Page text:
Getting started with TDD and writing your own tests

Unit testing is an integral part of Test-Driven Development (TDD) which is the process of defining the desired actions of a function and what we expect it to do (or not do) before we begin work on the actual function. Approaching software development in this fashion serves a number of purposes:

  • this process can help define a path to success by outlining the tasks that must be done over the course of the function.
  • this process can help identify edge-case scenarios and ensure that your code continues to function as expected in these situations.
  • As the codebase continues to grow…


Recovering from the loss of Ruby’s .send

Too many choices
Too many choices

Reminiscing of Ruby’s .send

Since I have begun exploring the world of Javascript and React in recent weeks, one of the things I have missed from the world of Ruby has been the `.send` method. Being able to call a method by way of a string or symbol argument (that could be stored in a variable) opens many doors for abstraction.

For those who are unfamiliar with Ruby’s `send` method, I discuss it more in this blog post, but the gist of it can be seen below…(get it?)

While the amazingness of this may not be immediately apparent, I’ll quickly reuse one of…


Implementing a Backtracking Algorithm in Javascript & Ruby

Update:

Thank you to edh_developer from the Dev Community for helping me to identify an issue with multiple possible boards being generated. The gist code has been updated.

Sudoku

Puzzle games like Sudoku have always fascinated me, and Sudoku in particular has helped me get through many long waits. It is a quite popular game, but for those unfamiliar with the rules here is a quick synopsis, or you can see the Wikipedia entry here.

Example Sudoku Game Board
Example Sudoku Game Board

A Sudoku game begins with a 9x9 grid partially filled with values from 1 to 9. The goal for the player, is to fill all of the…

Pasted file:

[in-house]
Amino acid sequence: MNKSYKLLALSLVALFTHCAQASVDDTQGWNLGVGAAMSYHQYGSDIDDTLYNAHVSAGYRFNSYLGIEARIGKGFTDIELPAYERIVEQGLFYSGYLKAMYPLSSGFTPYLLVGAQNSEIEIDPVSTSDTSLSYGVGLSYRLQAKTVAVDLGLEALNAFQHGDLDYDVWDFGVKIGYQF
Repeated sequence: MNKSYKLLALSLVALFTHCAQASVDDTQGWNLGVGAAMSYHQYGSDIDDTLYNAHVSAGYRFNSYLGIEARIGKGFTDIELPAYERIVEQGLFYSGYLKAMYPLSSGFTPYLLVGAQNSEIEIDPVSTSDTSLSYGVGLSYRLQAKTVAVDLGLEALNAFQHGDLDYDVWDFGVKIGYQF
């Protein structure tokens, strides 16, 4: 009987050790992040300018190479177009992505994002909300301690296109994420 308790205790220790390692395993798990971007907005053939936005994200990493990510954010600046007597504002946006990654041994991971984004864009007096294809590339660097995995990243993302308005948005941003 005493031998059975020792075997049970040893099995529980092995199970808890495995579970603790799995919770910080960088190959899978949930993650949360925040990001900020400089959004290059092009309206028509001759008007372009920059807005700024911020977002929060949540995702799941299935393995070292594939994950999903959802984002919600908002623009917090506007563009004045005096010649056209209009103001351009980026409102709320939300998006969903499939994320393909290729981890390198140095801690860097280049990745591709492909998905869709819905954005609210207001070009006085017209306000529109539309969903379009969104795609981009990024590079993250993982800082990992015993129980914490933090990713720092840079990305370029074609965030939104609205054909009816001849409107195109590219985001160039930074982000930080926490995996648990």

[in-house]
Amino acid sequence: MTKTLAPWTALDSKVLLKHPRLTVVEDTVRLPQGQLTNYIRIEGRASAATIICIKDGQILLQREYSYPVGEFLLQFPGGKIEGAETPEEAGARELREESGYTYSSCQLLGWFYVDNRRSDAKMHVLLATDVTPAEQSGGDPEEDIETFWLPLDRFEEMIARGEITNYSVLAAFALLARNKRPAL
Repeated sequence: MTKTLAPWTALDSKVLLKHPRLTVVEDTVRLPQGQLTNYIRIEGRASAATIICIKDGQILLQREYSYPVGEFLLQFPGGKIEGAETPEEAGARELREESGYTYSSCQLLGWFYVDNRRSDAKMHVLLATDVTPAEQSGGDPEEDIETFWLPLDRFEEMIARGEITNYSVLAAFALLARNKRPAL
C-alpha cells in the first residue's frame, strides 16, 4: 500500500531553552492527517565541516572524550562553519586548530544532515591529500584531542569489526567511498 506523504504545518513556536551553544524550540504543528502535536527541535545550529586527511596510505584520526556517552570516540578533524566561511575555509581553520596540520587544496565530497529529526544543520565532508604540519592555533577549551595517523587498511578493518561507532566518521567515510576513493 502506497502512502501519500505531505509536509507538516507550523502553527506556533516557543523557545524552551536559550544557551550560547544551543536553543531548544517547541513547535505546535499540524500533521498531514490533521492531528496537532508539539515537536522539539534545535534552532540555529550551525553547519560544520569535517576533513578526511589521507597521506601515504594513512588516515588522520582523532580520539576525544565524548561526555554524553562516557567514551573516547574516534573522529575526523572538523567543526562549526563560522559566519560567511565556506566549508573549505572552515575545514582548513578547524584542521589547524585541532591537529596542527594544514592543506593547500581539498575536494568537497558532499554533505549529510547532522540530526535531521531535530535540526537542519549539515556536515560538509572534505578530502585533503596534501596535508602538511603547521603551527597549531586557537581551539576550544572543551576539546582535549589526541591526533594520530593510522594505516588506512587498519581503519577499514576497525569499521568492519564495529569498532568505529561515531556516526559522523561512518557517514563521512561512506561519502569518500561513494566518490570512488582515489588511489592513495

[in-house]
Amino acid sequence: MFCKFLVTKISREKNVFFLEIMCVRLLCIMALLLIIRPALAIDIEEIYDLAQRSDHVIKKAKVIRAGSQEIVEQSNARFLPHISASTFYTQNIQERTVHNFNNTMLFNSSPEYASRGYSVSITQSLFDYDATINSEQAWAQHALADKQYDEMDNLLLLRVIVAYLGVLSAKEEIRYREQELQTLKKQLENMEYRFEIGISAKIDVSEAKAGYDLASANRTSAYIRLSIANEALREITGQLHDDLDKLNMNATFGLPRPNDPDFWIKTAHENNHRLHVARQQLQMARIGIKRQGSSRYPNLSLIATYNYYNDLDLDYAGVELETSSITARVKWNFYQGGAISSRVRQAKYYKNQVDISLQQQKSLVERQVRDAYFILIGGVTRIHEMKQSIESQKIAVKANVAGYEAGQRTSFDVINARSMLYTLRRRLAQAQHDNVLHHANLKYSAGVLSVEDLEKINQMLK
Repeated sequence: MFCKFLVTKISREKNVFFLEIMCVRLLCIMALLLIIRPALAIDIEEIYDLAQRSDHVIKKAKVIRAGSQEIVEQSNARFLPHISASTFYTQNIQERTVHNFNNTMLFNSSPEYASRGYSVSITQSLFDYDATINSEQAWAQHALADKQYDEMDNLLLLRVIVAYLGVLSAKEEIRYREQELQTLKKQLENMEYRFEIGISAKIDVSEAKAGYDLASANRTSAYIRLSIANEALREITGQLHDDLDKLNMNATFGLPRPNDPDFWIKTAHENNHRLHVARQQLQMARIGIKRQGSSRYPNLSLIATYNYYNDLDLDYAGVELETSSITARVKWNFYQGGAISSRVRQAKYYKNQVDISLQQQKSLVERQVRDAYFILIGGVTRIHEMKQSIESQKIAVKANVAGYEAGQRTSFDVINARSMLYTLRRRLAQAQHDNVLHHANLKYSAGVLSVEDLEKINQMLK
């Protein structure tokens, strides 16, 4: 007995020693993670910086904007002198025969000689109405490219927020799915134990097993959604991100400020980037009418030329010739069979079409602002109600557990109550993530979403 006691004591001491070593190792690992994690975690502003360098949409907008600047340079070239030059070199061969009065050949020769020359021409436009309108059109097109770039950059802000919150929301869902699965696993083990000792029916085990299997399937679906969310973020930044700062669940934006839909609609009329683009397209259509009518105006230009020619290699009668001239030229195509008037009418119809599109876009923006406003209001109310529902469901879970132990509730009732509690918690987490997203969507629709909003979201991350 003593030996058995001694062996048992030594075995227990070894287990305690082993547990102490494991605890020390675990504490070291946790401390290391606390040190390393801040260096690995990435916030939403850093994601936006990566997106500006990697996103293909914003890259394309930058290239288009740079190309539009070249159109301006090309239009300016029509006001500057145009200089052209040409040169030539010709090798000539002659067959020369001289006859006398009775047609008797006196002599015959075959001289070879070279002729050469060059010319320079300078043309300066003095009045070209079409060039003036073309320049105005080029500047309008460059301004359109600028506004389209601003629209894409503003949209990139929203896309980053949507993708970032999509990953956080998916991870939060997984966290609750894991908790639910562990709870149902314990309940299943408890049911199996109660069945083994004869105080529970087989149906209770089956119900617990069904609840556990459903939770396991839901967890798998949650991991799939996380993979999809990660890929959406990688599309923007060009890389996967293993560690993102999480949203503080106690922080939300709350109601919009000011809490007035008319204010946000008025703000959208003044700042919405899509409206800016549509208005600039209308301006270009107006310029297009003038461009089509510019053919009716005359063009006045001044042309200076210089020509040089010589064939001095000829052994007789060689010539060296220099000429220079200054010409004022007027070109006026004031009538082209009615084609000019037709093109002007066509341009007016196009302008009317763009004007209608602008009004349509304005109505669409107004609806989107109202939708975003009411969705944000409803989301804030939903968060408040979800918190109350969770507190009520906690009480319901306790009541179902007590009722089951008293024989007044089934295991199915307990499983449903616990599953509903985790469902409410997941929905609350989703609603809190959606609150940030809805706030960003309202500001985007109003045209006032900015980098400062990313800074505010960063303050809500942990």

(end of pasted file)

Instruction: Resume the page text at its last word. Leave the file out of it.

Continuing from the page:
Refactoring App features into Modules can make debugging, managing, and extending the code base easier — if done right

Recently I was pair-programming on a Ruby CLI app to help manage subscription services for my phase 1 project at Flatiron School. After building out the models and schema utilizing ActiveRecord my partner and I began writing out the primary app file that would run and manage the app interface. After getting through just the user login control, we quickly realized that this file was about to become incredibly large, and search through hundreds of lines of code to find specific methods or for debugging was going to be a pain.

From our previous experience with incorporating modules (described in…


Beginner’s guide to Setting up the Twilio API in Ruby and using ENV files to secure your credentials. Time to actually say Hello World to the world!

As a beginner in Ruby working primarily in a text editor, Terminal, and interacting with an app through CLI, it’s natural to itch for something “bigger” and to want to give your basic app a greater reach. It’s exciting to see “Hello World” pop up on your screen for the first time, but after the 100th (or even 3rd) time it loses a little magic. What if we could instead send that message out to the users in the world via a text message? Or, in more advanced cases, what if you wanted to incorporate Two-factor Authorization for user logins…


A beginner’s journey to writing DRY, modular, and extensible code in Ruby with ActiveRecord

Imagine we are building an app that represents an old-school VHS store. This was a task I paired on recently and we challenged ourselves to keep our code DRY.

Daniel Sasse

Fullstack Dev w/ experience in JS/React and Rails

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